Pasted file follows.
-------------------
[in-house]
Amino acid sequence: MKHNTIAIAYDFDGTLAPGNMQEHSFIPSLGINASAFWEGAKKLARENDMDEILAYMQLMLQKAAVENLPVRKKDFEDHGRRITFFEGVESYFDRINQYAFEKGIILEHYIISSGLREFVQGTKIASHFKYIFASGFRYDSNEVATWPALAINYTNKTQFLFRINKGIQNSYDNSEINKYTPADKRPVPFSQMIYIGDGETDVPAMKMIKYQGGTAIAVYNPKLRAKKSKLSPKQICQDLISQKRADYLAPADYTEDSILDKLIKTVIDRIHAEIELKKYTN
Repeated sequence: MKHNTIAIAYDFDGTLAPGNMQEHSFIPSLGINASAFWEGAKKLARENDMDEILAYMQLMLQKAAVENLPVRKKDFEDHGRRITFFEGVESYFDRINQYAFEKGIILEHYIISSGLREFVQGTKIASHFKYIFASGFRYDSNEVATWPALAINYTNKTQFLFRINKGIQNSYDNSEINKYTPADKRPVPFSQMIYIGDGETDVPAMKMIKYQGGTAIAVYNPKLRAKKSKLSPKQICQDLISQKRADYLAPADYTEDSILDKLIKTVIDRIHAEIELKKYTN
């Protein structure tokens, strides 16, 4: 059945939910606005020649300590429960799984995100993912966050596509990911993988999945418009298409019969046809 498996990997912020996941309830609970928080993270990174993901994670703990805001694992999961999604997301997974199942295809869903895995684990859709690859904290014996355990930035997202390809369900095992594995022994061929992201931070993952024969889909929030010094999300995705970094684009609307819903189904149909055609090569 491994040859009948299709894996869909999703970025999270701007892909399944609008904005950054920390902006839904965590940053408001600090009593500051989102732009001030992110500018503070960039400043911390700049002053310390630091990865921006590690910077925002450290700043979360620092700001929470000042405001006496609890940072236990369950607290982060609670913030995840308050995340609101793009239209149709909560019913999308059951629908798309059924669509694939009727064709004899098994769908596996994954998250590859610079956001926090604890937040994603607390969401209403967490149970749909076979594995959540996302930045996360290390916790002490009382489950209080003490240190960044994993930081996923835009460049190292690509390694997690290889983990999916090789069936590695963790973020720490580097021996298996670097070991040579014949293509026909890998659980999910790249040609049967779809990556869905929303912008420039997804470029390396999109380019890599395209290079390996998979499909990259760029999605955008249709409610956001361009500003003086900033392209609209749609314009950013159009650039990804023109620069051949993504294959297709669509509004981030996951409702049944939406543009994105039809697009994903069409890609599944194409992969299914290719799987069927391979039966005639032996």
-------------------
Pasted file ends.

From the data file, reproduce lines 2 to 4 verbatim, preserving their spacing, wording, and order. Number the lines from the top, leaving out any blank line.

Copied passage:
Amino acid sequence: MKHNTIAIAYDFDGTLAPGNMQEHSFIPSLGINASAFWEGAKKLARENDMDEILAYMQLMLQKAAVENLPVRKKDFEDHGRRITFFEGVESYFDRINQYAFEKGIILEHYIISSGLREFVQGTKIASHFKYIFASGFRYDSNEVATWPALAINYTNKTQFLFRINKGIQNSYDNSEINKYTPADKRPVPFSQMIYIGDGETDVPAMKMIKYQGGTAIAVYNPKLRAKKSKLSPKQICQDLISQKRADYLAPADYTEDSILDKLIKTVIDRIHAEIELKKYTN
Repeated sequence: MKHNTIAIAYDFDGTLAPGNMQEHSFIPSLGINASAFWEGAKKLARENDMDEILAYMQLMLQKAAVENLPVRKKDFEDHGRRITFFEGVESYFDRINQYAFEKGIILEHYIISSGLREFVQGTKIASHFKYIFASGFRYDSNEVATWPALAINYTNKTQFLFRINKGIQNSYDNSEINKYTPADKRPVPFSQMIYIGDGETDVPAMKMIKYQGGTAIAVYNPKLRAKKSKLSPKQICQDLISQKRADYLAPADYTEDSILDKLIKTVIDRIHAEIELKKYTN
């Protein structure tokens, strides 16, 4: 059945939910606005020649300590429960799984995100993912966050596509990911993988999945418009298409019969046809 498996990997912020996941309830609970928080993270990174993901994670703990805001694992999961999604997301997974199942295809869903895995684990859709690859904290014996355990930035997202390809369900095992594995022994061929992201931070993952024969889909929030010094999300995705970094684009609307819903189904149909055609090569 491994040859009948299709894996869909999703970025999270701007892909399944609008904005950054920390902006839904965590940053408001600090009593500051989102732009001030992110500018503070960039400043911390700049002053310390630091990865921006590690910077925002450290700043979360620092700001929470000042405001006496609890940072236990369950607290982060609670913030995840308050995340609101793009239209149709909560019913999308059951629908798309059924669509694939009727064709004899098994769908596996994954998250590859610079956001926090604890937040994603607390969401209403967490149970749909076979594995959540996302930045996360290390916790002490009382489950209080003490240190960044994993930081996923835009460049190292690509390694997690290889983990999916090789069936590695963790973020720490580097021996298996670097070991040579014949293509026909890998659980999910790249040609049967779809990556869905929303912008420039997804470029390396999109380019890599395209290079390996998979499909990259760029999605955008249709409610956001361009500003003086900033392209609209749609314009950013159009650039990804023109620069051949993504294959297709669509509004981030996951409702049944939406543009994105039809697009994903069409890609599944194409992969299914290719799987069927391979039966005639032996």